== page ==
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The challenge of Colossians -

'If then you have been raised with Christ, seek the things that are above, where Christ is, seated at the right hand of God. Set your minds on things that are above, not on things that are on earth. For you have died, and your life is hid with Christ in God. ' (Colossians 3: 1-3),

- goes not only to the roots of our daily attitudes to life but also to our outlook in worship. Already we are one with him. As Paul puts it, we have died with Christ in becoming Christians and our life now is 'hid with Christ in God.'

Not that we are already perfect, but we are in that school of Christ which, as we persevere in faith and daily living, will bring us to that completeness we all desire in God. So what happens at eucharist is not our doing, because we come at the invitation of Jesus to his Supper. He is the host and it is he who provides the meal and the drawing together into one of the disciples.

If we are already united with Christ as persons, how can that be reflected in the way eucharistic worship is organized? Perhaps our steps from home towards the local church should be seen more as a preparation for a dance than for a service or meeting! The two women who met Jesus on the first Easter day were said to have grasped hold of his feet in their excitement and astonishment. Worship is about love.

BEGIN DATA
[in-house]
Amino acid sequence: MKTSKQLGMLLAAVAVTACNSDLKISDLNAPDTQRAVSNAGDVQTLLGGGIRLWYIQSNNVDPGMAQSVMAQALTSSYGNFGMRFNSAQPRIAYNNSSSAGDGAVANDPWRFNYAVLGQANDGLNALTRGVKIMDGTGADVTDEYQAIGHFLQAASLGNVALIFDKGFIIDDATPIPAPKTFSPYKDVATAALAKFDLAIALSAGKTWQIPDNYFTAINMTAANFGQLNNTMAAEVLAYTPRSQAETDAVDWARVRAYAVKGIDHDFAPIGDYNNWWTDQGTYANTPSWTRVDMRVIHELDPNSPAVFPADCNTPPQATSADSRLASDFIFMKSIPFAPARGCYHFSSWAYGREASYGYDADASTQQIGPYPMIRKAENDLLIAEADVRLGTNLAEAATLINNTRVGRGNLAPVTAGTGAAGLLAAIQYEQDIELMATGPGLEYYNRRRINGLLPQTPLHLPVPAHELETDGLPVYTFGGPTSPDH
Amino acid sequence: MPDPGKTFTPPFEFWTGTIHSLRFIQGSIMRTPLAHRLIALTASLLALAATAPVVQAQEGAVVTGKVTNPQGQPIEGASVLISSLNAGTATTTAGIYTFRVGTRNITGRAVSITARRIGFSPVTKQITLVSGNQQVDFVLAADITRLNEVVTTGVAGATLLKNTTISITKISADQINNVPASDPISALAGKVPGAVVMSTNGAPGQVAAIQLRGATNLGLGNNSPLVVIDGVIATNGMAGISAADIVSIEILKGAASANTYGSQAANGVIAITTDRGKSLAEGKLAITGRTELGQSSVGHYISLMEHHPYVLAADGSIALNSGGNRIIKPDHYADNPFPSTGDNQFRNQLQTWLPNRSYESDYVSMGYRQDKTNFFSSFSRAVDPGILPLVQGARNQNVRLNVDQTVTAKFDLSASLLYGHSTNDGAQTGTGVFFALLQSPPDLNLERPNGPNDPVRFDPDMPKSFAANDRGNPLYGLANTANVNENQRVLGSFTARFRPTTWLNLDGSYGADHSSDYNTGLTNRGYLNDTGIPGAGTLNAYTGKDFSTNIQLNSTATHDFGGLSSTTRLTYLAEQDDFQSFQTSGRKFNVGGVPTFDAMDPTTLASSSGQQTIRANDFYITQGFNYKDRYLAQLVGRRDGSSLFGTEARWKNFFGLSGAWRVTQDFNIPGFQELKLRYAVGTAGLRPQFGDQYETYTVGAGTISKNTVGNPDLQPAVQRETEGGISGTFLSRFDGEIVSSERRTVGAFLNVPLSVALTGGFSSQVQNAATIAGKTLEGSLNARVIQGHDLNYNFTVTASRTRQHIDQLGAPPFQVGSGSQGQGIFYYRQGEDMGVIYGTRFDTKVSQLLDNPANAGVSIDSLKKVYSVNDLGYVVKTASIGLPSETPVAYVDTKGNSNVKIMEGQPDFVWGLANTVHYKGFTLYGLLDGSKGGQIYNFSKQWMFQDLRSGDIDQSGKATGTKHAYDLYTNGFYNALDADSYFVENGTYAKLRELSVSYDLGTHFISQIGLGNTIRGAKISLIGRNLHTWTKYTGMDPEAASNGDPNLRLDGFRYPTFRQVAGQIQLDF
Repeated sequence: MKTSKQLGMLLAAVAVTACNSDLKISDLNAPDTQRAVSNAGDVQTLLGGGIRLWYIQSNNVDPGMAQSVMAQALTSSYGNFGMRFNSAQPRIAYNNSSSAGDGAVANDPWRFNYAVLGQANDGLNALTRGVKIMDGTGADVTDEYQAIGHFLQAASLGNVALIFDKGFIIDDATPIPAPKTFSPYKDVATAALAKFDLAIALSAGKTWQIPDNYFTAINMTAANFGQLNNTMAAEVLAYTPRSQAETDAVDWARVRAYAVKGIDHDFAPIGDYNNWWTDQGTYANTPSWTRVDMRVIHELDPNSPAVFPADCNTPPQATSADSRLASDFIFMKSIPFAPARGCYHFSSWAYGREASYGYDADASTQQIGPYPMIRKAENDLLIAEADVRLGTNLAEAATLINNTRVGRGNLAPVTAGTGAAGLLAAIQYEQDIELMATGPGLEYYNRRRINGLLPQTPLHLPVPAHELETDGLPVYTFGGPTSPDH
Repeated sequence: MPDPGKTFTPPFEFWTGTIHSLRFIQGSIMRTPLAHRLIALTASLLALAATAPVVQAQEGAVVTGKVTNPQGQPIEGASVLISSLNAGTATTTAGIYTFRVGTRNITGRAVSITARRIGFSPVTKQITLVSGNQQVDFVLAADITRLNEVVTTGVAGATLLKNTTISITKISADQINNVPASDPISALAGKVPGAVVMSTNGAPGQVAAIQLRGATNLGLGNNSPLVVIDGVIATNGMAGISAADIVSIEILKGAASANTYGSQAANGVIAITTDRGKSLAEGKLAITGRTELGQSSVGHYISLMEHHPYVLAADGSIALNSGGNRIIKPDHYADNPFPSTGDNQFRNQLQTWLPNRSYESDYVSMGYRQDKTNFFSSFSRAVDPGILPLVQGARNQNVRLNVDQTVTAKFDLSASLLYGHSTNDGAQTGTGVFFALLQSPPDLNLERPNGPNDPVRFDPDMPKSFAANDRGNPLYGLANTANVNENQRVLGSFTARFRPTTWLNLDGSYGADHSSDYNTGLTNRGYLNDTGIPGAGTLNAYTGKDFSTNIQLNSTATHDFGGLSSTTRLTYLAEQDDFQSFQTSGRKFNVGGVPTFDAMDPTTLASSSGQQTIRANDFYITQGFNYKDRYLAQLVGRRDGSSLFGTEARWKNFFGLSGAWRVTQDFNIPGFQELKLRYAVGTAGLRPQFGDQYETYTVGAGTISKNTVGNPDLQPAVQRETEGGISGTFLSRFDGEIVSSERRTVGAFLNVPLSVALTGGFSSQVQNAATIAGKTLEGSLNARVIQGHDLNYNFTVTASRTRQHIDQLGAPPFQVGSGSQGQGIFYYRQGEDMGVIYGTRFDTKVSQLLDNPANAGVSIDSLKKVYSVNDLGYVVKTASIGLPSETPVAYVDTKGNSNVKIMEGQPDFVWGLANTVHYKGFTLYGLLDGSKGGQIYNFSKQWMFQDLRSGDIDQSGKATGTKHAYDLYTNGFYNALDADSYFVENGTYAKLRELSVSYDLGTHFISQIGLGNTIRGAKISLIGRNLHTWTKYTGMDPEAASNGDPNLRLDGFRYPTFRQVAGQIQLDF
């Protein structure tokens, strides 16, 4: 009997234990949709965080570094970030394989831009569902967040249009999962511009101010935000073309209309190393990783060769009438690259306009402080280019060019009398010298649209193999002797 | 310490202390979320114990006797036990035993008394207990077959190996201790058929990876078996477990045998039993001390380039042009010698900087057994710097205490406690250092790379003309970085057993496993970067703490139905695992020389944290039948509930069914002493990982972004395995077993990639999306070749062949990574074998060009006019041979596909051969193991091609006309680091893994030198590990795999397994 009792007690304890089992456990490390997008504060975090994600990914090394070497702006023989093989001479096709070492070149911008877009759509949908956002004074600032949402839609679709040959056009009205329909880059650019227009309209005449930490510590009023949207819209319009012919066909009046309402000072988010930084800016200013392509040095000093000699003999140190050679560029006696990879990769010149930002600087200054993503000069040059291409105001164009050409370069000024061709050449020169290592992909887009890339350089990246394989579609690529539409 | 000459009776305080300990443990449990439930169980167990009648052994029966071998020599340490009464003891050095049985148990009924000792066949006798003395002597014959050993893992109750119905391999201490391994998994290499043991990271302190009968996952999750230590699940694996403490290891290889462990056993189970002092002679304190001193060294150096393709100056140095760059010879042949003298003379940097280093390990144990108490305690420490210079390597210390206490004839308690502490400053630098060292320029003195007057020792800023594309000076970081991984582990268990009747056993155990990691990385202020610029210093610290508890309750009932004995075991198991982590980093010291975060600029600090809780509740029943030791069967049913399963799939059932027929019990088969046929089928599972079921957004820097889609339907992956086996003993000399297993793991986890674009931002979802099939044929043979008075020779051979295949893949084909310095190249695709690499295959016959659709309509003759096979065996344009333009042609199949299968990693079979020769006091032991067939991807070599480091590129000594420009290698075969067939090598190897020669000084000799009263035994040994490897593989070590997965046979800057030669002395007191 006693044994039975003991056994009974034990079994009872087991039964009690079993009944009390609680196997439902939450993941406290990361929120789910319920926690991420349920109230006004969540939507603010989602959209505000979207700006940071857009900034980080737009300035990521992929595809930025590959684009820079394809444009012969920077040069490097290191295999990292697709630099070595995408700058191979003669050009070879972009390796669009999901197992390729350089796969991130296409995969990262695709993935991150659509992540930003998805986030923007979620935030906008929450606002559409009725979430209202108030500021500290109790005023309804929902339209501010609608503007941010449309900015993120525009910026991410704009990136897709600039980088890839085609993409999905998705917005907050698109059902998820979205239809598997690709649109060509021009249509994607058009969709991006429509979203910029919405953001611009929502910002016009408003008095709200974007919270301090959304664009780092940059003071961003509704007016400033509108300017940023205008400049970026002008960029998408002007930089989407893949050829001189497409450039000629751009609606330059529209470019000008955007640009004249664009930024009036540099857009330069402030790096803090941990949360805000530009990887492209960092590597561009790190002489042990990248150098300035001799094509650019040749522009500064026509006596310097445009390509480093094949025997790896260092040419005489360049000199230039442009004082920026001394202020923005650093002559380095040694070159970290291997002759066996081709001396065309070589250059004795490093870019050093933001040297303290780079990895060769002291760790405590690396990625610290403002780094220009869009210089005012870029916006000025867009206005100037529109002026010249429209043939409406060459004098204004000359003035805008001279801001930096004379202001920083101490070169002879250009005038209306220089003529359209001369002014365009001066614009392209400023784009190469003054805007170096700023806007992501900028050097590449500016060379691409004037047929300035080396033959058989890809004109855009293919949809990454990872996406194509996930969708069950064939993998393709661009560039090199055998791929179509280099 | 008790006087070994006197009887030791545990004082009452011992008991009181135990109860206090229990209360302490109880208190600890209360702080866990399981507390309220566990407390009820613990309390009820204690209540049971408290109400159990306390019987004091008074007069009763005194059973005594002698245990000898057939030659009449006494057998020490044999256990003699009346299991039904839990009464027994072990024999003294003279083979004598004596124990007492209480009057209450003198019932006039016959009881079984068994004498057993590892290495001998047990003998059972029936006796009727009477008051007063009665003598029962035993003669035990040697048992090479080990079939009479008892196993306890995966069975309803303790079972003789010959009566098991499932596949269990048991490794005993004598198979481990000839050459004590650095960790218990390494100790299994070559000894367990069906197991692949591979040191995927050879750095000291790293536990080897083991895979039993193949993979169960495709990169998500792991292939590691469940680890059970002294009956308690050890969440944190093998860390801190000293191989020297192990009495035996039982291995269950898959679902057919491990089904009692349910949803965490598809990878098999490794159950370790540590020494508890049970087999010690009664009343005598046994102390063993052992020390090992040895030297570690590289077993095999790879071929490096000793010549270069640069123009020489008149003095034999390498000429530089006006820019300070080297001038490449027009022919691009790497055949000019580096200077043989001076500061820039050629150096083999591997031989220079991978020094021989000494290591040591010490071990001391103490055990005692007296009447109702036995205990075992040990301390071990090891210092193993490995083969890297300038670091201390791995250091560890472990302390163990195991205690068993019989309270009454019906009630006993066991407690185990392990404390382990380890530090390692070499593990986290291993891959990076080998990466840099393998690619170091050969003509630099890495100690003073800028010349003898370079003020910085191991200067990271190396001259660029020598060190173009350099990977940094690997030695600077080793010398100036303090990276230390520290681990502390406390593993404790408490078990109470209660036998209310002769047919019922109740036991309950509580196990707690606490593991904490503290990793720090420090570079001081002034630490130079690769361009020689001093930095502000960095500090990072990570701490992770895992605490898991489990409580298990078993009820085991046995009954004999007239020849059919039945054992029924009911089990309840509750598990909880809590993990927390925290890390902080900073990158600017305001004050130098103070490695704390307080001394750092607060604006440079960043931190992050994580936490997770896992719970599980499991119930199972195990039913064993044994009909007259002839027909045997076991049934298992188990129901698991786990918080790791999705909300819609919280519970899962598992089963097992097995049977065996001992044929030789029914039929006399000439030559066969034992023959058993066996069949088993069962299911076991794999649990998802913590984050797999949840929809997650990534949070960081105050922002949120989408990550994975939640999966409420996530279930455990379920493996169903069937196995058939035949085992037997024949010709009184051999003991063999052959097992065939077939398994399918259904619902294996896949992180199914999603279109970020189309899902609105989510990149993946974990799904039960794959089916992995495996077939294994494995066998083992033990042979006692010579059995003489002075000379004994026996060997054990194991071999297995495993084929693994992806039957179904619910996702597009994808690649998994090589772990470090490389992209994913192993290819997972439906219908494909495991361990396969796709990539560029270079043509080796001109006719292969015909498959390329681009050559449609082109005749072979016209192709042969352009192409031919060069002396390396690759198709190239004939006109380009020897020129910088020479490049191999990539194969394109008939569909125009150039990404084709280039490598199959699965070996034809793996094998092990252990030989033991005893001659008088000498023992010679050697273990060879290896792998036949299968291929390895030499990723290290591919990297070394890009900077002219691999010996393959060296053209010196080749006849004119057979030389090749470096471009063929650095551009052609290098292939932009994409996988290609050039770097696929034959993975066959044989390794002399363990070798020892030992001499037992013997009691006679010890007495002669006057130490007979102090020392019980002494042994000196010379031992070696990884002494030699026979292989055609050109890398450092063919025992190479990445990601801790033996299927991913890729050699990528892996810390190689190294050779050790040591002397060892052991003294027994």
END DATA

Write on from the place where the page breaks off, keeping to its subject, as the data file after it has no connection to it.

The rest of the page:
If we are going to share with the Lord in a Supper that transcends ordinary human boundaries, our imagination, hearts and bodies need to be prepared for that joint encounter with him and with fellow Christians. Together we are to become renewed in the life that we have already received in Jesus and which in the Supper we shall know again as we share in the bread of heaven and the cup of life.

We really need the space of the universe if we are looking to participate in the assembly of those who are the friends of him who is 'the image of the invisible God, the first-born of all creation.' Perhaps the dynamics of our worship as Christians not only needs to be released into a proper space but also that, as individual persons, we are being invited in worship to respond in a way which engages our total human potentialities. Worship is about love.

Worship is about love. It requires love to be incarnated in movement towards others and with others so that it may flow outwards. In the heavenly space without sanctuary or pews the president of the gathering, together with us all, can be linked in a movement which is neither moving nor still but knit into the 'still moving' of love in the divine, to be incarnated in human hearts and bodies.

© Aelred Arnesen

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